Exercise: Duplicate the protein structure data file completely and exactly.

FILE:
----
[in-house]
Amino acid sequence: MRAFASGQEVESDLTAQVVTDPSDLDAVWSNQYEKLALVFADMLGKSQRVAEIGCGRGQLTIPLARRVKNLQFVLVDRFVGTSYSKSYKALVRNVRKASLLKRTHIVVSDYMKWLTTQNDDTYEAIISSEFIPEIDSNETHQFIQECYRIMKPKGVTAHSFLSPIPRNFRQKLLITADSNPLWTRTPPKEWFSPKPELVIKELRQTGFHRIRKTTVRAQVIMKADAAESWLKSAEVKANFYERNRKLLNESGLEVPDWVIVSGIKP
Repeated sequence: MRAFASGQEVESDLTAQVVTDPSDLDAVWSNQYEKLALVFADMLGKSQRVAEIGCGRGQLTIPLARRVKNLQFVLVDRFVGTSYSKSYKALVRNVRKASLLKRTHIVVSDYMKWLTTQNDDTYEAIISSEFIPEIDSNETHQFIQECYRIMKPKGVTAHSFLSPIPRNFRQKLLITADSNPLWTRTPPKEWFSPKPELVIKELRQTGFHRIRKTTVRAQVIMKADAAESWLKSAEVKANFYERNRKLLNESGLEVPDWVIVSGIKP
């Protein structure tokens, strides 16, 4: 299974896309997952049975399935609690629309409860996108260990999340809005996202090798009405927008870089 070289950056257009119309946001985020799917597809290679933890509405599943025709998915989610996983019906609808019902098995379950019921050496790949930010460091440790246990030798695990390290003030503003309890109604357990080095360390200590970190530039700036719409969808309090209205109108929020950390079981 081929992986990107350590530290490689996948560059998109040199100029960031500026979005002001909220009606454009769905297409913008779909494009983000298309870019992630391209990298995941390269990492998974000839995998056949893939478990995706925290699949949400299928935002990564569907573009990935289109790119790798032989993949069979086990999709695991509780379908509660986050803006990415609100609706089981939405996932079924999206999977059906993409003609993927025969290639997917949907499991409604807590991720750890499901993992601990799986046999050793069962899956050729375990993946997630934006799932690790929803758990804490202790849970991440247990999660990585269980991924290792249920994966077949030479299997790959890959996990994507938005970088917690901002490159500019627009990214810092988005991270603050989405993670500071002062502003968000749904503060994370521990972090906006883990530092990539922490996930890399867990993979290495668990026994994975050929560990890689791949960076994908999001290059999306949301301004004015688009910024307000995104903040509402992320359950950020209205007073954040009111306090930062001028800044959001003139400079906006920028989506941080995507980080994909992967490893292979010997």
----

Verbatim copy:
[in-house]
Amino acid sequence: MRAFASGQEVESDLTAQVVTDPSDLDAVWSNQYEKLALVFADMLGKSQRVAEIGCGRGQLTIPLARRVKNLQFVLVDRFVGTSYSKSYKALVRNVRKASLLKRTHIVVSDYMKWLTTQNDDTYEAIISSEFIPEIDSNETHQFIQECYRIMKPKGVTAHSFLSPIPRNFRQKLLITADSNPLWTRTPPKEWFSPKPELVIKELRQTGFHRIRKTTVRAQVIMKADAAESWLKSAEVKANFYERNRKLLNESGLEVPDWVIVSGIKP
Repeated sequence: MRAFASGQEVESDLTAQVVTDPSDLDAVWSNQYEKLALVFADMLGKSQRVAEIGCGRGQLTIPLARRVKNLQFVLVDRFVGTSYSKSYKALVRNVRKASLLKRTHIVVSDYMKWLTTQNDDTYEAIISSEFIPEIDSNETHQFIQECYRIMKPKGVTAHSFLSPIPRNFRQKLLITADSNPLWTRTPPKEWFSPKPELVIKELRQTGFHRIRKTTVRAQVIMKADAAESWLKSAEVKANFYERNRKLLNESGLEVPDWVIVSGIKP
């Protein structure tokens, strides 16, 4: 299974896309997952049975399935609690629309409860996108260990999340809005996202090798009405927008870089 070289950056257009119309946001985020799917597809290679933890509405599943025709998915989610996983019906609808019902098995379950019921050496790949930010460091440790246990030798695990390290003030503003309890109604357990080095360390200590970190530039700036719409969808309090209205109108929020950390079981 081929992986990107350590530290490689996948560059998109040199100029960031500026979005002001909220009606454009769905297409913008779909494009983000298309870019992630391209990298995941390269990492998974000839995998056949893939478990995706925290699949949400299928935002990564569907573009990935289109790119790798032989993949069979086990999709695991509780379908509660986050803006990415609100609706089981939405996932079924999206999977059906993409003609993927025969290639997917949907499991409604807590991720750890499901993992601990799986046999050793069962899956050729375990993946997630934006799932690790929803758990804490202790849970991440247990999660990585269980991924290792249920994966077949030479299997790959890959996990994507938005970088917690901002490159500019627009990214810092988005991270603050989405993670500071002062502003968000749904503060994370521990972090906006883990530092990539922490996930890399867990993979290495668990026994994975050929560990890689791949960076994908999001290059999306949301301004004015688009910024307000995104903040509402992320359950950020209205007073954040009111306090930062001028800044959001003139400079906006920028989506941080995507980080994909992967490893292979010997």